Although Tom Wolfe refers to primates on numerous occasions throughout The Right Stuff, he does not introduce live chimpanzees until about halfway through the book. Up to that point, monkeys make up more of a hypothetical base case against which he compares the astronauts and assesses their merits as pilots/heroes/people. When actual chimps manage make their way into the story, however, they are used to very similar ends as their rhetorical brethren.

The vets took the chimpanzees by airplane to Wright-Patterson for rides on the centrifuge the Air Force had there. They would strap each ape into the gondola, close the hatch, and pipe in the sound of a Redstone rocket launch and start him spinning, gradually introducing him to higher g-forces. They took them for parabolic rides backseat in fighter planes to familiarize them with the feeling of weightlessness. They put them in the simulator for endless hours and endless days of on-cue manual-task training.

Though the chimpanzees perform all the same tasks as the astronauts, Wolfe spends about a tenth of the time relating their story. What involves a great deal of personal observation and reflection for the astronauts lacks both of these for the chimps. Wolfe adjusts his style accordingly. Instead of presenting the power struggles and inner turmoil and perceptions of prestige that occupy the bulk of the description of the astronauts' training, he describes the events of the chimps'training in a flat tone notable for its normalcy. In the Mercury space program, Wolfe seems to say, the only thing separating man and beast is ego.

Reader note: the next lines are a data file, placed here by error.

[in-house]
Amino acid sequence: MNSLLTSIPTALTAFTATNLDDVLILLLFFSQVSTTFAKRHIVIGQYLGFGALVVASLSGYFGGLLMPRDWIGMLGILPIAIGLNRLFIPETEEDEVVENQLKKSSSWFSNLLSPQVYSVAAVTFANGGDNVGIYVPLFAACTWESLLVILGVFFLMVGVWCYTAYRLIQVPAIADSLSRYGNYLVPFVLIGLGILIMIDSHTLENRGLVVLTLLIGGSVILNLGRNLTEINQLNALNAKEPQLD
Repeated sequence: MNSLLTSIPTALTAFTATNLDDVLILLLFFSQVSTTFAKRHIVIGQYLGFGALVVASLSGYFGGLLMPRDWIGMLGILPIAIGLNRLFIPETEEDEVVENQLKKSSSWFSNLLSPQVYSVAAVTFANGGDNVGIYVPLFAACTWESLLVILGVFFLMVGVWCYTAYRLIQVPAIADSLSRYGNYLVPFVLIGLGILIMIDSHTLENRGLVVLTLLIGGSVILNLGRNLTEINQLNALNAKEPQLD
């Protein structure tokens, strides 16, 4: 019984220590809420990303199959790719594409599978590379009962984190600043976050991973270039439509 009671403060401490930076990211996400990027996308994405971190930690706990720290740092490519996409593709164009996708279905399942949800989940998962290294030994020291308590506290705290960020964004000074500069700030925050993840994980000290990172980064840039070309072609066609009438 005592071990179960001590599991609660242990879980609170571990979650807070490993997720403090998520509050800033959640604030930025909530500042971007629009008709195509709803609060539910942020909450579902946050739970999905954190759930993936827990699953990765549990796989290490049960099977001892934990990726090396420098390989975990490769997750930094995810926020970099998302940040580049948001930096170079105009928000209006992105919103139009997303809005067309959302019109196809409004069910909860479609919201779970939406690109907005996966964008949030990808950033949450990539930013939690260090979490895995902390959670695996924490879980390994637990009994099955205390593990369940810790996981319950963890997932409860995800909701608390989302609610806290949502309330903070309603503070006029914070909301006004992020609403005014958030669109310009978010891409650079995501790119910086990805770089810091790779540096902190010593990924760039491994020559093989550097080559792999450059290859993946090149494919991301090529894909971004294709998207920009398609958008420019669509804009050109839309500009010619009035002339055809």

Since the chimpanzee would not be wearing a pressure suit in flight, he was put inside a pressurized cubicle which in turn would be placed in the Mercury capsule. The monkey's instrument panel was inside the inner cubicle. Therein, day by day, month by month, the monkey learned to operate certain switches in different sequences when cued by flashing lights. If he did the job incorrectly, he received an electric shock. If he did it correctly, he received banana-flavored pellets, plus some attaboys and nuzzles from the vets. Gradually the beasts were worn down. They were tractable now. The operant conditioning was taking place. A life of avoiding the blue bolts and gratefully accepting the attaboys and pellets had become the better part of valor. Rebellion had proved to be a dead end.

Again, the parallels to the astronauts are beyond question. The chimps do not just ride in the capsule; they do everything the same as the astronauts (though for more concrete rewards and punishments). Though the resistance of men like Pete Conrad toward the training regime seems valiant to the astronauts, they all (including Pete) eventually learn to do what they are told.


1. How does Wolfe's flat, austere tone in this passage reflect on the actions of the chimps? How does it reflect on the actions of the astronauts?

2. Wolfe treats the chimpanzees like astronauts with limited concepts/concerns of the self. What happens if we take out considerations of the self from the rest of the book?

2. One of the major questions of The Right Stuff regards whether or not the astronauts were “pilots.” Does this passage outweigh Gordo Cooper's manual re-entry at the end of the book to tilt the scales in favor of “not pilots?”

3. Are Wolfe's points philosophically consistent enough for such analysis to have merit?


Wolfe, Tom. The Right Stuff. New York: Bantam Books, 1979.

Victorian Web Overview Tom Wolfe

Last modified 5 April 2011